At the end of it, she stood before the place where the city had been, an overwhelming sadness upon her once she could see the full extent of what had been lost. There were edges left behind in broken, mangled remnants, and she pressed her fingers upon them, more lovingly than the Princess had ever been.
When she was done, it was a nice, clean space once more.
A city would not rise there the way it once had, for the land of light and shadow had had its time, and that time was over. She mourned this, for she knew that there would be no retracing the fingerprints of what had once been. For the charm to have its true magic – for the place to be a living space again – whatever filled the emptiness had to be new.
She raised her hand, and from it birthed new things.
When one horizon was filled, it raised its head and beckoned: Oi, get back here, end of the world’s over. Citizens began their negative exodus, and found that they were not the same as they were before, just as the space was not as it had been before. Even so, they were not sad, for when they regarded their new home, they saw that it was good.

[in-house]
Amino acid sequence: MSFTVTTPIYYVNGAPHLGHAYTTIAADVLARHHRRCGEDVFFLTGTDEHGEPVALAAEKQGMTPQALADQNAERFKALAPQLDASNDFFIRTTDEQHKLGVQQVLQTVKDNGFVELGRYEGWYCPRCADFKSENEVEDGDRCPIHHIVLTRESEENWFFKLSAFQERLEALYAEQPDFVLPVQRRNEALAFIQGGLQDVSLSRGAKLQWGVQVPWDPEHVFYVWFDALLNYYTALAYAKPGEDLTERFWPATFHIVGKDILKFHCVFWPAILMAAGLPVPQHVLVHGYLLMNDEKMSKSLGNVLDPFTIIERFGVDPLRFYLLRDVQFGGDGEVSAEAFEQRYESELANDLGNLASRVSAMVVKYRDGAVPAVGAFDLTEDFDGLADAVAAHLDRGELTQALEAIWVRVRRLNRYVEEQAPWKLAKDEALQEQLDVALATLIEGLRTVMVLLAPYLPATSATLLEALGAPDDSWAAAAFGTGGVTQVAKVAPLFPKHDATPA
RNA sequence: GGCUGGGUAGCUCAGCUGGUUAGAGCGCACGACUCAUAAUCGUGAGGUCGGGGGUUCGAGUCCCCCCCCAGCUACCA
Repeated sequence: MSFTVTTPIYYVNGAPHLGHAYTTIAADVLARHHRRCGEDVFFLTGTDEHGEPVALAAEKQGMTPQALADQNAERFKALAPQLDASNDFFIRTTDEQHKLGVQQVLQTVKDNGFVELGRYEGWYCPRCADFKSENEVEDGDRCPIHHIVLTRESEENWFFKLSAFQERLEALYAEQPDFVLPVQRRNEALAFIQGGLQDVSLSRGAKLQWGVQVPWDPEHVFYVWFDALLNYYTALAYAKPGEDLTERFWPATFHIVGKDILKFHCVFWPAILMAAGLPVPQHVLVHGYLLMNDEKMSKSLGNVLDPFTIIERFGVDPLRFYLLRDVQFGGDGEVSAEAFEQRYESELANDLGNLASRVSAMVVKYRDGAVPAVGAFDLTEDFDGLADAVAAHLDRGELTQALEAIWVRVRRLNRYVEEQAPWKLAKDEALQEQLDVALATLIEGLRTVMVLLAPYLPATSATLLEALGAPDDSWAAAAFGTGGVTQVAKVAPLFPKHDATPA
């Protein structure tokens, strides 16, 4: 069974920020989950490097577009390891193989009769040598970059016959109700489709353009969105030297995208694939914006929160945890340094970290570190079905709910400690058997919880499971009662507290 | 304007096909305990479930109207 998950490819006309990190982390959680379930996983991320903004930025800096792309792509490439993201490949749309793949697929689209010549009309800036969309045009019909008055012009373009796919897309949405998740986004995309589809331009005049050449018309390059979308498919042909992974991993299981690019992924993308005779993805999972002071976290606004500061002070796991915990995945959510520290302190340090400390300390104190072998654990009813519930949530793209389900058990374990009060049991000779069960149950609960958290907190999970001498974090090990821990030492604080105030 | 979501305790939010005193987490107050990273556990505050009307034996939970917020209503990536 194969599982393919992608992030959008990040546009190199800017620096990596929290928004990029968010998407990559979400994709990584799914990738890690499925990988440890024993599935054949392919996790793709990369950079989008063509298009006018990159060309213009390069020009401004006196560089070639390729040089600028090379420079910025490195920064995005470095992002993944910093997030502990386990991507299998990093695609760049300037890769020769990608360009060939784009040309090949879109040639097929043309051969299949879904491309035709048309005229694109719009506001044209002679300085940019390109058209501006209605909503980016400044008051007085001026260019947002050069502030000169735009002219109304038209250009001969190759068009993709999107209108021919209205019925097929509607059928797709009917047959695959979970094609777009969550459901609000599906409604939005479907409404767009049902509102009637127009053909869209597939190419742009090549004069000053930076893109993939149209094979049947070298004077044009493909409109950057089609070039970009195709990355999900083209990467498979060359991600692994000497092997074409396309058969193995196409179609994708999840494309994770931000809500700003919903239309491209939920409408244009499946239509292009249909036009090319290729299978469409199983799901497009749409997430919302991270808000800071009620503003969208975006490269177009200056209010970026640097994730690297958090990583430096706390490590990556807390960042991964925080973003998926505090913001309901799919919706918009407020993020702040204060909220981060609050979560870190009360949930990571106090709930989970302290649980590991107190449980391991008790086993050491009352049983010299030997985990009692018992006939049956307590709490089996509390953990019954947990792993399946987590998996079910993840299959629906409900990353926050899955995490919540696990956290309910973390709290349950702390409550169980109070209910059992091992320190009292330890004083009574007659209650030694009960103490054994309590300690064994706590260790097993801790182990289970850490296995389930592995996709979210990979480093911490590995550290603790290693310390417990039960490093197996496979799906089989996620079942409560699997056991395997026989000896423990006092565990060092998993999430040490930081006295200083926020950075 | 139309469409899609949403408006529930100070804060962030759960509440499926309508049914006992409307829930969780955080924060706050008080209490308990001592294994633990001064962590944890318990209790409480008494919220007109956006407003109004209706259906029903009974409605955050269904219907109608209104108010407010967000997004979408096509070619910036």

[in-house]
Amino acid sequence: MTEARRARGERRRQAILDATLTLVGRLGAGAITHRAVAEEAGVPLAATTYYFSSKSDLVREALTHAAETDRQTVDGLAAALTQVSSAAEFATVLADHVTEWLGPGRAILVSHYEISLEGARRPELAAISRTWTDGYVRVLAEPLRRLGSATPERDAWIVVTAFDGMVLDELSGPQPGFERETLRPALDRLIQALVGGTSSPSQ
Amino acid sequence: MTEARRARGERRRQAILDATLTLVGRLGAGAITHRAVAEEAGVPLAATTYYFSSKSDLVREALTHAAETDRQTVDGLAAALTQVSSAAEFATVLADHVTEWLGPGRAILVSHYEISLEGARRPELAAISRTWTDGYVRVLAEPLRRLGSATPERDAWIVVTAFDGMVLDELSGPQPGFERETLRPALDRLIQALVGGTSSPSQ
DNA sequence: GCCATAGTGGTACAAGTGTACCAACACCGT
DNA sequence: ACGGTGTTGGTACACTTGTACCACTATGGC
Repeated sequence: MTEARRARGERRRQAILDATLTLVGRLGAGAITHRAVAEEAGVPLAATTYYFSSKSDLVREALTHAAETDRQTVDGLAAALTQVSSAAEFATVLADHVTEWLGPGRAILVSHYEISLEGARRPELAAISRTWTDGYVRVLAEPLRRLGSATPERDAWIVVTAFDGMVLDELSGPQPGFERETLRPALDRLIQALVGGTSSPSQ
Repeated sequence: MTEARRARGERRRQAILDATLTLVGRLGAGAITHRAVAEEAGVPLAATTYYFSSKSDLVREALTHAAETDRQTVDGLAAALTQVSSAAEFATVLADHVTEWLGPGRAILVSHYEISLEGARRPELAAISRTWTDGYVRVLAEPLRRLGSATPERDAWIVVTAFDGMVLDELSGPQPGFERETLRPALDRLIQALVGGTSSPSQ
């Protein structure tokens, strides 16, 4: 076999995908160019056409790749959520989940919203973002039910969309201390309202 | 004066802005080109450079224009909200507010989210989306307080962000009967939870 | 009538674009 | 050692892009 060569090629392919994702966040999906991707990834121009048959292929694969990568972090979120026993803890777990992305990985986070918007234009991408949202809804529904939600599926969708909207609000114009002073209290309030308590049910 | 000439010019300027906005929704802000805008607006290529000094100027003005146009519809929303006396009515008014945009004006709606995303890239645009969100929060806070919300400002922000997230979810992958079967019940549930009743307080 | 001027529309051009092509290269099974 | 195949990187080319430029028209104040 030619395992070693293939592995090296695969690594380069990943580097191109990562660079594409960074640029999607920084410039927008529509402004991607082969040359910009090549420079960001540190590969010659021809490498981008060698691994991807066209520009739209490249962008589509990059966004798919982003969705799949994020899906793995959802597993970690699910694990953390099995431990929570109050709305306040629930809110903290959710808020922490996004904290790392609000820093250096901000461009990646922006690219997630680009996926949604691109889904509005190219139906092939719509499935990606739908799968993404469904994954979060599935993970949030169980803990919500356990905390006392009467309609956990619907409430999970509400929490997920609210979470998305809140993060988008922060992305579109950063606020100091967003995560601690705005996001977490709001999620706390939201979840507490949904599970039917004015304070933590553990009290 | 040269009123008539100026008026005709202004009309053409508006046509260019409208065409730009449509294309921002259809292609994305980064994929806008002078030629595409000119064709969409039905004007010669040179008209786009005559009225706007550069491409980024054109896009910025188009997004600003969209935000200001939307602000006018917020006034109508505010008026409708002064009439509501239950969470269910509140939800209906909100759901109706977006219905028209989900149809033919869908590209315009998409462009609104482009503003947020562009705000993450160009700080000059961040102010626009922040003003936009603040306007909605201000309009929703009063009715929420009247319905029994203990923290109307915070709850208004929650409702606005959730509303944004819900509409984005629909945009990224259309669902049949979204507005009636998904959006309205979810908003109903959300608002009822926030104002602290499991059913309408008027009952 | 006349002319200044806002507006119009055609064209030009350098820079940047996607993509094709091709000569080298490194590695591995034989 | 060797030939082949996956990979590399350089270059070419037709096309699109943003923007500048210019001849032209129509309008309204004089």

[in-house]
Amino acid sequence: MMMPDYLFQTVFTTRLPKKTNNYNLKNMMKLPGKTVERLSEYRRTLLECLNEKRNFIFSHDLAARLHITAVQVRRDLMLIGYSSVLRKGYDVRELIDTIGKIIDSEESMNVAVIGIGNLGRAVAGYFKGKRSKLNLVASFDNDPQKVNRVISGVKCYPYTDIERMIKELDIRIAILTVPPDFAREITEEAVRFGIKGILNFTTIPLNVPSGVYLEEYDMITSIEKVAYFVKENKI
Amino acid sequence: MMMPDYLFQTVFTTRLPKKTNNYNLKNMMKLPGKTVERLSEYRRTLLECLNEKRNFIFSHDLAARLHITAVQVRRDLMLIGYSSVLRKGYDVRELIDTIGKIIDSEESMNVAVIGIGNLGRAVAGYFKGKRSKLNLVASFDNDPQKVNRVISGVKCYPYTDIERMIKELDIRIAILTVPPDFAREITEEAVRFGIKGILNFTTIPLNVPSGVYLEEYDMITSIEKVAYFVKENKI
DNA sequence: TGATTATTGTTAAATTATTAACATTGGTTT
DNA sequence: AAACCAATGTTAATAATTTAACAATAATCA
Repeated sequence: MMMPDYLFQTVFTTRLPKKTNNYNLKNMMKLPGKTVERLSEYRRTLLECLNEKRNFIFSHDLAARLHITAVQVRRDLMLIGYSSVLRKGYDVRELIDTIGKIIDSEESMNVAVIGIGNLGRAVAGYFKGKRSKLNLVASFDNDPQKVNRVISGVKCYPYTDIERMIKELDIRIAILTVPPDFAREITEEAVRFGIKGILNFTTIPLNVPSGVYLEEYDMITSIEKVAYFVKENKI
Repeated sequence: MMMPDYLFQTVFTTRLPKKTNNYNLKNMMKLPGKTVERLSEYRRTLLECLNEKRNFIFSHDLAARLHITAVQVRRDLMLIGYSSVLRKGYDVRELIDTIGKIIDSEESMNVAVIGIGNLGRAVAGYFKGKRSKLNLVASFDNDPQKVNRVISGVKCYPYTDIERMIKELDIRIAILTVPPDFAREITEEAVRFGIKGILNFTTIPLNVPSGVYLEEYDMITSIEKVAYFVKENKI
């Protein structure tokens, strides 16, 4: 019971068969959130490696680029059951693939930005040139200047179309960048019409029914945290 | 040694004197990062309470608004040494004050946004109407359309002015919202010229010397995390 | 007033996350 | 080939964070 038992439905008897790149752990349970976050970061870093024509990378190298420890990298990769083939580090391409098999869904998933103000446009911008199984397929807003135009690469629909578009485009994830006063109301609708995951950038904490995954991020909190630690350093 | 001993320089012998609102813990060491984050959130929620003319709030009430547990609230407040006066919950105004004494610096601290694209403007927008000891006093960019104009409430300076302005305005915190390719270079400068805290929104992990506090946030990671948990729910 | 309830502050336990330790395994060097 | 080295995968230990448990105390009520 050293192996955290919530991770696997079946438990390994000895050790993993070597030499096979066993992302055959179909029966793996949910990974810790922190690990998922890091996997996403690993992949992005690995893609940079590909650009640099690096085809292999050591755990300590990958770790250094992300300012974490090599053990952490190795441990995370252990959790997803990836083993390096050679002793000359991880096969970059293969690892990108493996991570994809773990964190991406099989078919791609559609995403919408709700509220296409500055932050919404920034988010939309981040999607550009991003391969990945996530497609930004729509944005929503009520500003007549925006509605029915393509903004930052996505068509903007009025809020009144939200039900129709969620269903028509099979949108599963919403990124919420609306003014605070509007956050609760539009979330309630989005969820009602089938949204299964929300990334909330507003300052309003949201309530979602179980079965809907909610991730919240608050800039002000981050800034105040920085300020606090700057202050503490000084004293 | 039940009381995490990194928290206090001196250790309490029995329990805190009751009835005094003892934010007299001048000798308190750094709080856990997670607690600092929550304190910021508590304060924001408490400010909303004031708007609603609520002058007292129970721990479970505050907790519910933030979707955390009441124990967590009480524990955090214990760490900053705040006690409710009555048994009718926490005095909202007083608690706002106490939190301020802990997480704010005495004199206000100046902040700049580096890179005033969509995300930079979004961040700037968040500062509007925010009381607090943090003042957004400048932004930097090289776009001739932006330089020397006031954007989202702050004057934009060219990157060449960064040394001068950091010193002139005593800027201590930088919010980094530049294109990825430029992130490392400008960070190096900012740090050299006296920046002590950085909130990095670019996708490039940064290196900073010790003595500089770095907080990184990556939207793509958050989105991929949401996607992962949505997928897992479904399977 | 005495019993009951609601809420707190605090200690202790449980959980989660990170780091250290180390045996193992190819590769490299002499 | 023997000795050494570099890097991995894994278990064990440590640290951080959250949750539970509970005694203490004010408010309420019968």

Alas, not all came at this first call! These were the ones lost beyond the lines between one space and the other, some of them finding the folds where worlds met and sliding out through them to see the rest of the universe.
Raising the charm upon her face, she declared: You can’t be serious, and chased them one after another, returning them to the place that was meant for them.
Some went willingly, for they were merely lost, and some resisted, for they had seen the world beyond and wanted it, though that place could not hold them as they were. Though it saddened her, she fulfilled this task, for she knew that the charm only had magic for one; he had stepped beyond the barrier and had thus been changed, though when he bore the password: But I’m a very important man, she held the charm before him and he knew who he was, and it was good.
Side by side, they regarded the new city, which was as wide as it was grand. He had comments, though it was only her hand that brought the city to stretch all the way to the next horizon, so that everyone had a home and a share of prosperity.
Once done, she stood back, satisfied. There were still places for new horizons, but the charm could fold them inside now, and this it did.
She came upon the Library, now taller than it had ever been, and declared: You wouldn’t happen to have A Very Useful Book, would you, and the other said, Look, he’s narrating everything we say, everything we say, everything we say, will he really narrate everything, what if I say bollocks to—and she hit him at the back of his head, for the wise and very knowledgeable Librarian did indeed have A Very Useful Book, its cover new and red as it had once been, and she took it from him to touch pages that flicked at her fingers with soft recognition.
And indeed, it was good.